In early 1965 VQ-1 commenced a series of missions in the Gulf of Tonkin, aimed at locating enemy radars using BRIGAND.
On February 7, 1965, strikes were launched in retaliation for some Viet Cong guerilla bombings in South Vietnam. The air war over North Vietnam commenced in earnest in March 1965. Nicknamed ROLLING THUNDER, it became one of the longest bombing campaigns ever conducted by US forces. MiG 17 defensive patrols continued but stayed north of the 20th parallel. For the most part, US aircraft lost were shot down by AAA.

EC-121M missions supporting these operations were staged from various airfields in Asia. Missions were flown in and out of Da Nang, but weren’t supported by a permanent detachment. EA-3B missions were flown from one of several carriers, or in the case of the EC-121M, from NAS Cubi Point in the Philippines.  Spooks for these missions came from San Miguel, and flew without any formal TAD orders. Since the missions were flown from Cubi Point, the spooks (enlisted only, no officers flew on these missions) merely rode a van (or some other ground transportation) to the airfield, a ride of a little over an hour from San Miguel. That was just the start of a long, arduous day. Missions were ten to twelve hours in duration, but only two hours or so were spent on station. The remainder was transit time…nearly four hours each way.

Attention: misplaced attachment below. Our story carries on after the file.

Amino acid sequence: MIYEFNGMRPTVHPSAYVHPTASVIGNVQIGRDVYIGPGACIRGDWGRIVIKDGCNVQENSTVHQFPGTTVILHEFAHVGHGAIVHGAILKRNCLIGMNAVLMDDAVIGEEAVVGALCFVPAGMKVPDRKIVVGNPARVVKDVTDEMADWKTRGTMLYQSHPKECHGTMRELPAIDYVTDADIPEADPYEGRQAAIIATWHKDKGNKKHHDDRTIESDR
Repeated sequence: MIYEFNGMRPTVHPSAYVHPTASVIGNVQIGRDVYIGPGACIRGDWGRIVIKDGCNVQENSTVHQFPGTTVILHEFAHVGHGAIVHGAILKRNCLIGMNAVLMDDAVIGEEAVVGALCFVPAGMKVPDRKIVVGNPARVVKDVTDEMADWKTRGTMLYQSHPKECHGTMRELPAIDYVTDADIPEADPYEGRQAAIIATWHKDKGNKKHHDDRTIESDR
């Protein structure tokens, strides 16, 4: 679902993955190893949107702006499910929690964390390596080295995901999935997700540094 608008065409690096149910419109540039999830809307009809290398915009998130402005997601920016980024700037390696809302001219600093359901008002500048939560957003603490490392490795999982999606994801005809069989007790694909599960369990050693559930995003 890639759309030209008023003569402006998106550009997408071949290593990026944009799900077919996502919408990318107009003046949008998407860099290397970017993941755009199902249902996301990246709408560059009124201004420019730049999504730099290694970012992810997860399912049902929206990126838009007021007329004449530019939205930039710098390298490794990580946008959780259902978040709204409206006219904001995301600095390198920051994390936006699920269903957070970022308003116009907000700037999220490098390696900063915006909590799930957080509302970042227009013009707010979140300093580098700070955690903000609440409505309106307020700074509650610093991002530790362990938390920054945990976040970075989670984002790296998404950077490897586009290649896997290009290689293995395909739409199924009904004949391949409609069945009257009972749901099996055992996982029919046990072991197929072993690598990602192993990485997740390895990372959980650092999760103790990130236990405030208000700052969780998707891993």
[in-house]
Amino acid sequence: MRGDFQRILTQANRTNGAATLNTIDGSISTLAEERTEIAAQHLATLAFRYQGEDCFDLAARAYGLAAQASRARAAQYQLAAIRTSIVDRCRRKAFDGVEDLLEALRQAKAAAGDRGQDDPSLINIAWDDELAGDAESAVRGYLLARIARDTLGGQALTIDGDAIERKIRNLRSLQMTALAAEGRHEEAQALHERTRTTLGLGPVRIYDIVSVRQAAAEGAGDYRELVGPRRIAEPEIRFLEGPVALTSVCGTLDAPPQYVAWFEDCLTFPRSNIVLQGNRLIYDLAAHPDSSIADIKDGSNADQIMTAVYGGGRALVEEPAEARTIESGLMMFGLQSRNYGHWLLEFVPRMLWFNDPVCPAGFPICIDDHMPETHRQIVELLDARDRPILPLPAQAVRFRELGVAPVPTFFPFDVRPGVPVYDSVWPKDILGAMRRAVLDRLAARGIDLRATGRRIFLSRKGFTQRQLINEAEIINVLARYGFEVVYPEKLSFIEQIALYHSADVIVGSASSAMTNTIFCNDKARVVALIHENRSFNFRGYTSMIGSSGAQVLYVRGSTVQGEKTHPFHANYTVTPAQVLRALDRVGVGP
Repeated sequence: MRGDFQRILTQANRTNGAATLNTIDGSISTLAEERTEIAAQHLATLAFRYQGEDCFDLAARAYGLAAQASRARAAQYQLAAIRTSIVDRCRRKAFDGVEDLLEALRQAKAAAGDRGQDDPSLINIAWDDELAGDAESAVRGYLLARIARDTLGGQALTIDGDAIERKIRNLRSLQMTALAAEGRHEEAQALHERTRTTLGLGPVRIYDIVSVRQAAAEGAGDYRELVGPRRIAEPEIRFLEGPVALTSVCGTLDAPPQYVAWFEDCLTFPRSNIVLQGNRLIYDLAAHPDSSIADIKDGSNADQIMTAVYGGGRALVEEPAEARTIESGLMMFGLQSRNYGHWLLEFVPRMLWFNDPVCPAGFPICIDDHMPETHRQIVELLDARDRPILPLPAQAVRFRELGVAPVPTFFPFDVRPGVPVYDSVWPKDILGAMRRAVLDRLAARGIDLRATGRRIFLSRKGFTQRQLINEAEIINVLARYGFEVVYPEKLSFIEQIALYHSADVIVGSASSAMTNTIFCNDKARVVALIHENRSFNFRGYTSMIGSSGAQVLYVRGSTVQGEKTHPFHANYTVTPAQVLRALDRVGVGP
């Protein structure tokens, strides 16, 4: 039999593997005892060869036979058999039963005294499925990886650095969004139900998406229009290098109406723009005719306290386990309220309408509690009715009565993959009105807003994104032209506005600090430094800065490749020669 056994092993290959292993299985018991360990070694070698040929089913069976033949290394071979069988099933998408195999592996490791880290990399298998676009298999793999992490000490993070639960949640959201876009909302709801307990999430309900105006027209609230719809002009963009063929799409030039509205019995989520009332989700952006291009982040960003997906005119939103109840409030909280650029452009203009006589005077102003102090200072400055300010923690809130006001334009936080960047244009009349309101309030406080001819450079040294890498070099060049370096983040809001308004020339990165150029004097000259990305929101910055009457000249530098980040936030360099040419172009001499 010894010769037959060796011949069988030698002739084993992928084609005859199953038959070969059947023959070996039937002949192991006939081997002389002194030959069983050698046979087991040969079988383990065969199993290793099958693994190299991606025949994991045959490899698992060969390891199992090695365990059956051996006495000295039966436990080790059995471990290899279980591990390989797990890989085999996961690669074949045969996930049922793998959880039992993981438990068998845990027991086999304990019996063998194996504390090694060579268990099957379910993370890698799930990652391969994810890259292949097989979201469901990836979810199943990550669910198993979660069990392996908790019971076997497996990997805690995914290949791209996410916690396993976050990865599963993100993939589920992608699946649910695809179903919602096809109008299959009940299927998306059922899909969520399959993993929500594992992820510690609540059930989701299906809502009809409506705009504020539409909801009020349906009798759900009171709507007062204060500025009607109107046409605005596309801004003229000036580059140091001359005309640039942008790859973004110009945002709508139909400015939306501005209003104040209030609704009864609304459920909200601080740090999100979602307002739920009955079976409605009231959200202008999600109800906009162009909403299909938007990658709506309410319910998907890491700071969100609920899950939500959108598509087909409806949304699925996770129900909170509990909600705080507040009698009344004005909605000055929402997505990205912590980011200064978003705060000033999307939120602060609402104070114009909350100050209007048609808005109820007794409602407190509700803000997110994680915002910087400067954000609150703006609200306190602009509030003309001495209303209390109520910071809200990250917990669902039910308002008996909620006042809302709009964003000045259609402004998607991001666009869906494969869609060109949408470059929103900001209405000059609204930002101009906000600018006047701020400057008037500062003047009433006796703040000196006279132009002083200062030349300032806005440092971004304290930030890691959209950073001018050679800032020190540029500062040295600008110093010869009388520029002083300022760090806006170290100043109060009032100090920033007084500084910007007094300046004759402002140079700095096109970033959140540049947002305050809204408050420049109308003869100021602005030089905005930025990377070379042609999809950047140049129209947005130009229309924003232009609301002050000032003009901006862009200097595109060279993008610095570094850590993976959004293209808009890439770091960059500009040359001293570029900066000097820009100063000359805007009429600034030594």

Source: LCDR Robert E. Morrison, USN (ret.)